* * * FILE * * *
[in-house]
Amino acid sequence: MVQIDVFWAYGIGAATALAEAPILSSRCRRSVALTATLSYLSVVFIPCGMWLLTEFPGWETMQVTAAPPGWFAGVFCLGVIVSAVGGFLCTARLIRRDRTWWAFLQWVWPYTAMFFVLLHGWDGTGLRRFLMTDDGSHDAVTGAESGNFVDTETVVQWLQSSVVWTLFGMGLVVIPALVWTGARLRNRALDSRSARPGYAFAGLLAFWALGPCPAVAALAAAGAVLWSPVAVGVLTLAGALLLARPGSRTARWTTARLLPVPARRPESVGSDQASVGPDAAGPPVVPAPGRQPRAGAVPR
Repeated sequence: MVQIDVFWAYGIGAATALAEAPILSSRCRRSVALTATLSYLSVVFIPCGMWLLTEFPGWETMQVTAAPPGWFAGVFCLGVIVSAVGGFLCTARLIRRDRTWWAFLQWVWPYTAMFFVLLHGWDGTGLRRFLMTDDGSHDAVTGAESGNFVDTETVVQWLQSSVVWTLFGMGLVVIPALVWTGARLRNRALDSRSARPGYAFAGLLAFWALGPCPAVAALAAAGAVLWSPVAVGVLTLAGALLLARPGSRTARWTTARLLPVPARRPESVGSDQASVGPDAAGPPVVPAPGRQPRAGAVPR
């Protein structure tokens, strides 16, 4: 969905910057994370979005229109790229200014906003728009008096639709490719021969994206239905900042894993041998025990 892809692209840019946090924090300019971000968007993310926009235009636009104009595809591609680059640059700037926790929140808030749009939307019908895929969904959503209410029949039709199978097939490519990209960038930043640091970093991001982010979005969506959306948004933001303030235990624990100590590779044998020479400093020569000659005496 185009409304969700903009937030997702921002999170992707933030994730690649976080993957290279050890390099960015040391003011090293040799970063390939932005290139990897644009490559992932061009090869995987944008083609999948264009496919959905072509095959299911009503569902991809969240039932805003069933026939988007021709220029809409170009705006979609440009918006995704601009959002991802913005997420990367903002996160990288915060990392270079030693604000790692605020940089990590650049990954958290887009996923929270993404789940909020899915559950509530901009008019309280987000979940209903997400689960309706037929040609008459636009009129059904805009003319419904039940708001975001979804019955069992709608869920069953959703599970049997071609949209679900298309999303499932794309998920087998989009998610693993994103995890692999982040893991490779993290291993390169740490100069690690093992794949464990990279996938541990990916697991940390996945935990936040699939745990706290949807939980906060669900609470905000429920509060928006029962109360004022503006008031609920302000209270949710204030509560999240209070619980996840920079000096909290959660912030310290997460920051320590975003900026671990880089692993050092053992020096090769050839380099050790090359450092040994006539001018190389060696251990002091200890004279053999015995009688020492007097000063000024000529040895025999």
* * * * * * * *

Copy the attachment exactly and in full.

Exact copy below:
[in-house]
Amino acid sequence: MVQIDVFWAYGIGAATALAEAPILSSRCRRSVALTATLSYLSVVFIPCGMWLLTEFPGWETMQVTAAPPGWFAGVFCLGVIVSAVGGFLCTARLIRRDRTWWAFLQWVWPYTAMFFVLLHGWDGTGLRRFLMTDDGSHDAVTGAESGNFVDTETVVQWLQSSVVWTLFGMGLVVIPALVWTGARLRNRALDSRSARPGYAFAGLLAFWALGPCPAVAALAAAGAVLWSPVAVGVLTLAGALLLARPGSRTARWTTARLLPVPARRPESVGSDQASVGPDAAGPPVVPAPGRQPRAGAVPR
Repeated sequence: MVQIDVFWAYGIGAATALAEAPILSSRCRRSVALTATLSYLSVVFIPCGMWLLTEFPGWETMQVTAAPPGWFAGVFCLGVIVSAVGGFLCTARLIRRDRTWWAFLQWVWPYTAMFFVLLHGWDGTGLRRFLMTDDGSHDAVTGAESGNFVDTETVVQWLQSSVVWTLFGMGLVVIPALVWTGARLRNRALDSRSARPGYAFAGLLAFWALGPCPAVAALAAAGAVLWSPVAVGVLTLAGALLLARPGSRTARWTTARLLPVPARRPESVGSDQASVGPDAAGPPVVPAPGRQPRAGAVPR
């Protein structure tokens, strides 16, 4: 969905910057994370979005229109790229200014906003728009008096639709490719021969994206239905900042894993041998025990 892809692209840019946090924090300019971000968007993310926009235009636009104009595809591609680059640059700037926790929140808030749009939307019908895929969904959503209410029949039709199978097939490519990209960038930043640091970093991001982010979005969506959306948004933001303030235990624990100590590779044998020479400093020569000659005496 185009409304969700903009937030997702921002999170992707933030994730690649976080993957290279050890390099960015040391003011090293040799970063390939932005290139990897644009490559992932061009090869995987944008083609999948264009496919959905072509095959299911009503569902991809969240039932805003069933026939988007021709220029809409170009705006979609440009918006995704601009959002991802913005997420990367903002996160990288915060990392270079030693604000790692605020940089990590650049990954958290887009996923929270993404789940909020899915559950509530901009008019309280987000979940209903997400689960309706037929040609008459636009009129059904805009003319419904039940708001975001979804019955069992709608869920069953959703599970049997071609949209679900298309999303499932794309998920087998989009998610693993994103995890692999982040893991490779993290291993390169740490100069690690093992794949464990990279996938541990990916697991940390996945935990936040699939745990706290949807939980906060669900609470905000429920509060928006029962109360004022503006008031609920302000209270949710204030509560999240209070619980996840920079000096909290959660912030310290997460920051320590975003900026671990880089692993050092053992020096090769050839380099050790090359450092040994006539001018190389060696251990002091200890004279053999015995009688020492007097000063000024000529040895025999």